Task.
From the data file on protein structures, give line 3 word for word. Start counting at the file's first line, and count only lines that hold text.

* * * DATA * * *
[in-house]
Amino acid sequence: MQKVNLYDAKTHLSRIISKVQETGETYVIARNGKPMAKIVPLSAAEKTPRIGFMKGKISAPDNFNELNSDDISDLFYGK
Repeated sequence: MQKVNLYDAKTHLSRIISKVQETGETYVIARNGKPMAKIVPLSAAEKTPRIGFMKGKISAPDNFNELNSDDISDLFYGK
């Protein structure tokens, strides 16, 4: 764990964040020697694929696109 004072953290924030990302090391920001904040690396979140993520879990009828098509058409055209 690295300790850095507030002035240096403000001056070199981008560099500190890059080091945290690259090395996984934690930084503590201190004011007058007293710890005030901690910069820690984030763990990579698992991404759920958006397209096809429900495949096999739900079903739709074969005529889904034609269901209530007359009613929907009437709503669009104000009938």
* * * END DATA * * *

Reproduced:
Repeated sequence: MQKVNLYDAKTHLSRIISKVQETGETYVIARNGKPMAKIVPLSAAEKTPRIGFMKGKISAPDNFNELNSDDISDLFYGK